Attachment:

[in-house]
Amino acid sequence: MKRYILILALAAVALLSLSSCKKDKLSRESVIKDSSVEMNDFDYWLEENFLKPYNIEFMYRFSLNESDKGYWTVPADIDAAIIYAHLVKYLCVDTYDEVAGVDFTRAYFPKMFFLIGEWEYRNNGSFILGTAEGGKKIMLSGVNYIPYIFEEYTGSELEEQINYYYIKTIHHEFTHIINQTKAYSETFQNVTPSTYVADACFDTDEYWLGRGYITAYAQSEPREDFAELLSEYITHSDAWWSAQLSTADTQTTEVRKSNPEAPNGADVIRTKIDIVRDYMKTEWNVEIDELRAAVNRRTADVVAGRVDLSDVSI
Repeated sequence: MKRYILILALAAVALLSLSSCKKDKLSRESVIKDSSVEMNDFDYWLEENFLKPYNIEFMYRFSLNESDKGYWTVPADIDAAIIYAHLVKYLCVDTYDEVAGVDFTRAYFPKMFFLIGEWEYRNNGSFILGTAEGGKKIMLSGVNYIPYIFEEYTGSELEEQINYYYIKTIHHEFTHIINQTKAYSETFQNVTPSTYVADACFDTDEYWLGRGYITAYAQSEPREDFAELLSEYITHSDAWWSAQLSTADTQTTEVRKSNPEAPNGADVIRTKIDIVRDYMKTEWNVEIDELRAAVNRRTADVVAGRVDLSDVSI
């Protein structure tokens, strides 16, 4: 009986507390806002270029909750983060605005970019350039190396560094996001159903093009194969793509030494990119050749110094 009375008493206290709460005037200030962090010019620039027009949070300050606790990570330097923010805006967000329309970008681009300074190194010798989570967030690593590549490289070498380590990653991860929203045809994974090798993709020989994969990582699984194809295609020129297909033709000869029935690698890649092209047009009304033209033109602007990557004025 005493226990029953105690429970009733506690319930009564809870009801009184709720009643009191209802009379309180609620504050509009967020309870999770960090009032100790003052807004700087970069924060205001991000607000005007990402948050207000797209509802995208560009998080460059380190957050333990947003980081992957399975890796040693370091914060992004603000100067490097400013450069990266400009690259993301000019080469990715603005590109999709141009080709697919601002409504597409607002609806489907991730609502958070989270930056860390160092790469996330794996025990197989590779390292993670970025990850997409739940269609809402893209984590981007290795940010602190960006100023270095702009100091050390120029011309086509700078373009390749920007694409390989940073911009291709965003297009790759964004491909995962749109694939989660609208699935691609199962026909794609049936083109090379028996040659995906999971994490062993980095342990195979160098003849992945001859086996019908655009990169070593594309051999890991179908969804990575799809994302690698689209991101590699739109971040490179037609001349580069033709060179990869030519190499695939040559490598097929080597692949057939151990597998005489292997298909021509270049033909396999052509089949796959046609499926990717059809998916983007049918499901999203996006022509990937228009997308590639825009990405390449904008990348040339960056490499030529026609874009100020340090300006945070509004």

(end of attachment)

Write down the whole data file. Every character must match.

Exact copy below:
[in-house]
Amino acid sequence: MKRYILILALAAVALLSLSSCKKDKLSRESVIKDSSVEMNDFDYWLEENFLKPYNIEFMYRFSLNESDKGYWTVPADIDAAIIYAHLVKYLCVDTYDEVAGVDFTRAYFPKMFFLIGEWEYRNNGSFILGTAEGGKKIMLSGVNYIPYIFEEYTGSELEEQINYYYIKTIHHEFTHIINQTKAYSETFQNVTPSTYVADACFDTDEYWLGRGYITAYAQSEPREDFAELLSEYITHSDAWWSAQLSTADTQTTEVRKSNPEAPNGADVIRTKIDIVRDYMKTEWNVEIDELRAAVNRRTADVVAGRVDLSDVSI
Repeated sequence: MKRYILILALAAVALLSLSSCKKDKLSRESVIKDSSVEMNDFDYWLEENFLKPYNIEFMYRFSLNESDKGYWTVPADIDAAIIYAHLVKYLCVDTYDEVAGVDFTRAYFPKMFFLIGEWEYRNNGSFILGTAEGGKKIMLSGVNYIPYIFEEYTGSELEEQINYYYIKTIHHEFTHIINQTKAYSETFQNVTPSTYVADACFDTDEYWLGRGYITAYAQSEPREDFAELLSEYITHSDAWWSAQLSTADTQTTEVRKSNPEAPNGADVIRTKIDIVRDYMKTEWNVEIDELRAAVNRRTADVVAGRVDLSDVSI
């Protein structure tokens, strides 16, 4: 009986507390806002270029909750983060605005970019350039190396560094996001159903093009194969793509030494990119050749110094 009375008493206290709460005037200030962090010019620039027009949070300050606790990570330097923010805006967000329309970008681009300074190194010798989570967030690593590549490289070498380590990653991860929203045809994974090798993709020989994969990582699984194809295609020129297909033709000869029935690698890649092209047009009304033209033109602007990557004025 005493226990029953105690429970009733506690319930009564809870009801009184709720009643009191209802009379309180609620504050509009967020309870999770960090009032100790003052807004700087970069924060205001991000607000005007990402948050207000797209509802995208560009998080460059380190957050333990947003980081992957399975890796040693370091914060992004603000100067490097400013450069990266400009690259993301000019080469990715603005590109999709141009080709697919601002409504597409607002609806489907991730609502958070989270930056860390160092790469996330794996025990197989590779390292993670970025990850997409739940269609809402893209984590981007290795940010602190960006100023270095702009100091050390120029011309086509700078373009390749920007694409390989940073911009291709965003297009790759964004491909995962749109694939989660609208699935691609199962026909794609049936083109090379028996040659995906999971994490062993980095342990195979160098003849992945001859086996019908655009990169070593594309051999890991179908969804990575799809994302690698689209991101590699739109971040490179037609001349580069033709060179990869030519190499695939040559490598097929080597692949057939151990597998005489292997298909021509270049033909396999052509089949796959046609499926990717059809998916983007049918499901999203996006022509990937228009997308590639825009990405390449904008990348040339960056490499030529026609874009100020340090300006945070509004």